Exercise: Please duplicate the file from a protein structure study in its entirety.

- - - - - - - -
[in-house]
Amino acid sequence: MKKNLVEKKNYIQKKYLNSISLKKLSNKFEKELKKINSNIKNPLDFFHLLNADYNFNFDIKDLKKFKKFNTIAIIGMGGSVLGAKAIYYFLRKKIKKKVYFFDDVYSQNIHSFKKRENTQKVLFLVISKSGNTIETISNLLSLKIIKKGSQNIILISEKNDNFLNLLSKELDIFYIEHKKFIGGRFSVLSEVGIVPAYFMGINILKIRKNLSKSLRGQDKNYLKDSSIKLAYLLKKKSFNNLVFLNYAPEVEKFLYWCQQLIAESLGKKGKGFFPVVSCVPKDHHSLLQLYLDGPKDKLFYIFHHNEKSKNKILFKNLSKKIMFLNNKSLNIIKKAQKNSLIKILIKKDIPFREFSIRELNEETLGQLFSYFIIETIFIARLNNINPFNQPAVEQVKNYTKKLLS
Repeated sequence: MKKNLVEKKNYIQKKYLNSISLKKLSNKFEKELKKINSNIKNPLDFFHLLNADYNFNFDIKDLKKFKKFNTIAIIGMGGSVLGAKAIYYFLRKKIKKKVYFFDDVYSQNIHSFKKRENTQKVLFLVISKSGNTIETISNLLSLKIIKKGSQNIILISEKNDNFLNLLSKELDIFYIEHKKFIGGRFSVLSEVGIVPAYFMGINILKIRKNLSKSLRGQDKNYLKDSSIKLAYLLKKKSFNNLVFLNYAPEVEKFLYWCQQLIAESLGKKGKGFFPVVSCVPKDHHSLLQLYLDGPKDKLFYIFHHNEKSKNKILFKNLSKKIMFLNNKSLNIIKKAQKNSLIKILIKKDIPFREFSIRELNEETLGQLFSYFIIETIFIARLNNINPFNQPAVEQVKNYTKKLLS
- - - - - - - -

[in-house]
Amino acid sequence: MKKNLVEKKNYIQKKYLNSISLKKLSNKFEKELKKINSNIKNPLDFFHLLNADYNFNFDIKDLKKFKKFNTIAIIGMGGSVLGAKAIYYFLRKKIKKKVYFFDDVYSQNIHSFKKRENTQKVLFLVISKSGNTIETISNLLSLKIIKKGSQNIILISEKNDNFLNLLSKELDIFYIEHKKFIGGRFSVLSEVGIVPAYFMGINILKIRKNLSKSLRGQDKNYLKDSSIKLAYLLKKKSFNNLVFLNYAPEVEKFLYWCQQLIAESLGKKGKGFFPVVSCVPKDHHSLLQLYLDGPKDKLFYIFHHNEKSKNKILFKNLSKKIMFLNNKSLNIIKKAQKNSLIKILIKKDIPFREFSIRELNEETLGQLFSYFIIETIFIARLNNINPFNQPAVEQVKNYTKKLLS
Repeated sequence: MKKNLVEKKNYIQKKYLNSISLKKLSNKFEKELKKINSNIKNPLDFFHLLNADYNFNFDIKDLKKFKKFNTIAIIGMGGSVLGAKAIYYFLRKKIKKKVYFFDDVYSQNIHSFKKRENTQKVLFLVISKSGNTIETISNLLSLKIIKKGSQNIILISEKNDNFLNLLSKELDIFYIEHKKFIGGRFSVLSEVGIVPAYFMGINILKIRKNLSKSLRGQDKNYLKDSSIKLAYLLKKKSFNNLVFLNYAPEVEKFLYWCQQLIAESLGKKGKGFFPVVSCVPKDHHSLLQLYLDGPKDKLFYIFHHNEKSKNKILFKNLSKKIMFLNNKSLNIIKKAQKNSLIKILIKKDIPFREFSIRELNEETLGQLFSYFIIETIFIARLNNINPFNQPAVEQVKNYTKKLLS